By Sagar S Dec. 25, 2018
Naseeruddin Shah recently labelled the atmosphere in the country intolerant, and immediately drew the ire of BJP’s official and unofficial spokespersons. Even if we assume that India is actually very tolerant and perfect, is that really something we should be striving for?
ack in Delhi, a friend and I rented an apartment from a man so old-school, DJ Aqueel wanted to remix him. The Old Man didn’t work — he spent most of his time standing awkwardly outside the apartment so he could take notes about what time we slept, check out all our visitors, and ensure no one was throwing a rave in his Malviya Nagar 2bhk on a Thursday night.
On more than one occasion, we’d see his bald head shining in the lobby through the window, and wonder if we should invite him in. But as soon as we’d approach, Old Man would pretend to hide behind a trash can or fiddle with his door. So we’d just pray that he wasn’t secretly attempting to assassinate us, and draw the curtains.
Six months later, this situation comedy reached its season finale, when the roommate and I decided to have five friends over — three of whom happened to have two X chromosomes — to eat hummus and play Uno.
Old Man was enraged. He barged into our house, and went on a tirade, listing out all the flaws he’s noticed in our behaviour over the last few months — having friends, having fun, etc. We served him chai and sat quietly in shame. “This is not going to work anymore if you want to live in my house,” he told us. “I’ve tolerated you guys long enough.”
Much later that night, as we devised the most passive-aggressive form of revenge we could take, the word “tolerate” still stung. Was it really intolerable of us to have friends over after 10 pm? And if so, would living more like two 50-year-old lonely men make us more tolerable to Old Man?
Over the last few days, the word our landlord had thrown so derisively at us, has become the centre of a national debate. It started a couple of days ago when Naseeruddin Shah said he believed India was getting increasingly intolerant, in effect announcing himself anti-national of the month.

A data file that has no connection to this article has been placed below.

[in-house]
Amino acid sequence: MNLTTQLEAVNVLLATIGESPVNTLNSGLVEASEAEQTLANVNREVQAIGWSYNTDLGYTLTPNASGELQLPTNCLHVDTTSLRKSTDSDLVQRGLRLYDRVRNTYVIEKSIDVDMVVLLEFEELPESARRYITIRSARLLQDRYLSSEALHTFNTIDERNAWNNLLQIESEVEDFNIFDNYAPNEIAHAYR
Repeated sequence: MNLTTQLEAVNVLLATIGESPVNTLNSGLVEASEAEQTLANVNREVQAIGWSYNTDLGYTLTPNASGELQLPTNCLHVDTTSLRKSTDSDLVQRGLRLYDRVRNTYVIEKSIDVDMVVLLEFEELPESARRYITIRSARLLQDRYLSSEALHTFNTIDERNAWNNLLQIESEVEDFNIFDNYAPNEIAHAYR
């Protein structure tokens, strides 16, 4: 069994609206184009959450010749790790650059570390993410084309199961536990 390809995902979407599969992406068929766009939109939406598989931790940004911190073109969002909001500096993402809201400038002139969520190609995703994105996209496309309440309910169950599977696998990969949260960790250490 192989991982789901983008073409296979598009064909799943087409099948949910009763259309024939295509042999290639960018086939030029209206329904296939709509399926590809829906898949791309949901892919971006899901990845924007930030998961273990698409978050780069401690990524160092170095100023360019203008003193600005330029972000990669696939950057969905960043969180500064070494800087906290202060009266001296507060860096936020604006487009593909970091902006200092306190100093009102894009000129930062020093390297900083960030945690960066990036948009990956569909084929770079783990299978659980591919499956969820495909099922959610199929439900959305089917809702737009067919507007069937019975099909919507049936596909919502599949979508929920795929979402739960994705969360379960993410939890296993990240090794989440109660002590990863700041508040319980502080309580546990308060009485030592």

“Far from being grateful, I would assume that “tolerance” would be the bare minimum that should be expected of a government.”
This statement immediately drew the ire of both actor Anupam Kher and Home Minister Rajnath Singh, who found Shah’s statement — pretty ironically — intolerable. Anupam Kher’s said he believed India was super tolerant because we’re all insulting the army, and getting away with it. The night before, Rajnath Singh channelled his inner Donald Trump, pointing out that India might actually be the “most tolerant country in the world.”
Now, even if we assume that this is true, and India is actually very tolerant and perfect, is that really something we should be striving for? When Anupam Kher says something like he’s been very tolerant of stone pelters in Kashmir, I can’t help but remember that night with the landlord. “I tolerated you guys drinking alcohol in the house. I tolerated the fact that you come home from work late in the night (yeah, us too).”
Clearly, by using that word, our landlord was trying to imply that he’s done us a huge favour by dealing with our degenerate habits. Much like Anupam Kher has done us a favour by allowing us to throw stones at army men (thanks?). Both the home minister and national award winner are trying to argue the same logic — people who disagree with their views, or dare to criticise the government for not taking action on beef lynching, won’t be persecuted, but in fact “tolerated”.
Far from being grateful, I would assume that this is the bare minimum that should be expected of a government. Of course, the people in power should be tolerant of all views. But at this point, with all their nationalism, shouldn’t they also be willing to celebrate difference in opinion? Especially in such a massive country with so many opinions.
Much like in “The Case of the Pissy Landlord”, the implication here is clear. All of us live in their country, under their rules. These rules could be as silly as don’t have friends over, or as intrusive as don’t publicly practice your religion anymore, or express your views. Disagreeing means you’ve instantly found yourself on the wrong side, and are an annoyance that must be dealt with.
The problem here is that one day our landlord also decided that his limit of “tolerance” had been reached, and that if we couldn’t live by his arbitrary rules, we should seek shelter somewhere that isn’t his property. Pretty harsh for someone who was comfortable living in a house with four kids. Now imagine if something like that were to happen in our great and tolerant nation? Imagine if one day that tolerance is tested to the point where, we’re say, asked to shift to Pakistan by the people in charge? Nah, that probably won’t happen.
Sagar has lived in Mumbai for most of his life. You can often find him complaining about potholes and local trains when he isn't out having a mediocre time.